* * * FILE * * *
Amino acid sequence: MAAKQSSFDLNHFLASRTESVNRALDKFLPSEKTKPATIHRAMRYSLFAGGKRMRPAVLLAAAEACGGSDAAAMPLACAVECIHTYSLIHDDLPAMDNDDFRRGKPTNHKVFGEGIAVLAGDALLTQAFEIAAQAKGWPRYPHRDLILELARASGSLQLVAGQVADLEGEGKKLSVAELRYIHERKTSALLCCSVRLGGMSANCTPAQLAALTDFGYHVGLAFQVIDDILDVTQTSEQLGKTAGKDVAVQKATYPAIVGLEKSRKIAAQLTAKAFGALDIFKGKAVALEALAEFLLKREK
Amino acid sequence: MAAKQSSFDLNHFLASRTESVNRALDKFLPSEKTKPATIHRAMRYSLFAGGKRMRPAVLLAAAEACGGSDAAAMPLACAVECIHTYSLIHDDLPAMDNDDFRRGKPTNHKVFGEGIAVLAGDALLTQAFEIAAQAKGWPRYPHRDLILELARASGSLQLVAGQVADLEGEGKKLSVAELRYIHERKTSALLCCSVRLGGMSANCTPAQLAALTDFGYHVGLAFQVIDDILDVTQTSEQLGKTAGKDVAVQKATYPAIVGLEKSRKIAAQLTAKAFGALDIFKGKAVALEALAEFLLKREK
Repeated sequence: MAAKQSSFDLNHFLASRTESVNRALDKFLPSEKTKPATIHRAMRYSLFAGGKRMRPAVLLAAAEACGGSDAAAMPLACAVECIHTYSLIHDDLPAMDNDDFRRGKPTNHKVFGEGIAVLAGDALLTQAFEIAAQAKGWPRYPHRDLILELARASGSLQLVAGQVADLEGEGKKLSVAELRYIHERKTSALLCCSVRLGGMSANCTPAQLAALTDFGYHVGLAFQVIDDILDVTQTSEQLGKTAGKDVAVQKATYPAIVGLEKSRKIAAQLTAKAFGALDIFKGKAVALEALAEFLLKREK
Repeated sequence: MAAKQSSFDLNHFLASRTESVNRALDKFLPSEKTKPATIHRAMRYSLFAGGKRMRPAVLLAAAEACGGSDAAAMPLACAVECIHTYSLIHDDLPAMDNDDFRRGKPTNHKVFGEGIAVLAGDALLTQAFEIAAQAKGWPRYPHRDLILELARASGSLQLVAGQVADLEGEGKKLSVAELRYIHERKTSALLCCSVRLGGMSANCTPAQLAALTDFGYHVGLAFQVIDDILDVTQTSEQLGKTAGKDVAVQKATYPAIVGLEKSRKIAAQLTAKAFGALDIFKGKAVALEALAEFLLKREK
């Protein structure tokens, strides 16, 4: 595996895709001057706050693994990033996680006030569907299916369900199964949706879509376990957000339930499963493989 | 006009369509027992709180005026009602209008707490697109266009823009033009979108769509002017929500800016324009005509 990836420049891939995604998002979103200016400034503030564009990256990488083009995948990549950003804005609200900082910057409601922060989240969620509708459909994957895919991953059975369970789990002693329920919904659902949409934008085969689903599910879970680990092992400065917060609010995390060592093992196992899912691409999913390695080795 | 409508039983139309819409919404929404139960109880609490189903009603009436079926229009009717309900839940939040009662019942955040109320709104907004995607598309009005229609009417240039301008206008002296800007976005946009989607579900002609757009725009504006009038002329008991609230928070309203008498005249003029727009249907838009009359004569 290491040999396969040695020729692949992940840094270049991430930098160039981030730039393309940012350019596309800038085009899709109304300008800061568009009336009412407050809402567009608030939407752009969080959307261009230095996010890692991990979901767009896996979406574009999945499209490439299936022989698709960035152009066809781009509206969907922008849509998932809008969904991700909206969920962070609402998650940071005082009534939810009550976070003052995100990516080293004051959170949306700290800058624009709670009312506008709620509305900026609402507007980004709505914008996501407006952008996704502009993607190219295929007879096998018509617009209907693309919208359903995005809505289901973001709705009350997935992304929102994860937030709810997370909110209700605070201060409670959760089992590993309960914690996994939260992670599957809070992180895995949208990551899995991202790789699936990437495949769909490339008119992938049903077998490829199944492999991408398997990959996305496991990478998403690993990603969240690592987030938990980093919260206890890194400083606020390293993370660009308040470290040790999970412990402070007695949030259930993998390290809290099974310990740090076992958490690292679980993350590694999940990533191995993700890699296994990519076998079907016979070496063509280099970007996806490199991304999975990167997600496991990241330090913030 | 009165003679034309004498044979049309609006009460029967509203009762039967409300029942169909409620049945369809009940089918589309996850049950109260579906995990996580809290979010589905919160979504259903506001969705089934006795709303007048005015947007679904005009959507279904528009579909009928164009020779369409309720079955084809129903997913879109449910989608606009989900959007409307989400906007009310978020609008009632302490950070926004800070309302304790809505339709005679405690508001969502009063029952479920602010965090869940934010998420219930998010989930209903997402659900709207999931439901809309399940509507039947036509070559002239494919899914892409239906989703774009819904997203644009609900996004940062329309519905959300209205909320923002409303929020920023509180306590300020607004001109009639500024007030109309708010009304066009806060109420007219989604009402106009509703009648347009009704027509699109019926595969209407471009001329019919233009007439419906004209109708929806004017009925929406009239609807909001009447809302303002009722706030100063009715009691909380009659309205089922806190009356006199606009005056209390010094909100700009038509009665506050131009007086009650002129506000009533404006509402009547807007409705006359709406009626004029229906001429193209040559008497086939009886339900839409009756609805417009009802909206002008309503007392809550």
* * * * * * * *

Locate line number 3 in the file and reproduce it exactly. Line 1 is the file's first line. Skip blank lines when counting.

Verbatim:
Repeated sequence: MAAKQSSFDLNHFLASRTESVNRALDKFLPSEKTKPATIHRAMRYSLFAGGKRMRPAVLLAAAEACGGSDAAAMPLACAVECIHTYSLIHDDLPAMDNDDFRRGKPTNHKVFGEGIAVLAGDALLTQAFEIAAQAKGWPRYPHRDLILELARASGSLQLVAGQVADLEGEGKKLSVAELRYIHERKTSALLCCSVRLGGMSANCTPAQLAALTDFGYHVGLAFQVIDDILDVTQTSEQLGKTAGKDVAVQKATYPAIVGLEKSRKIAAQLTAKAFGALDIFKGKAVALEALAEFLLKREK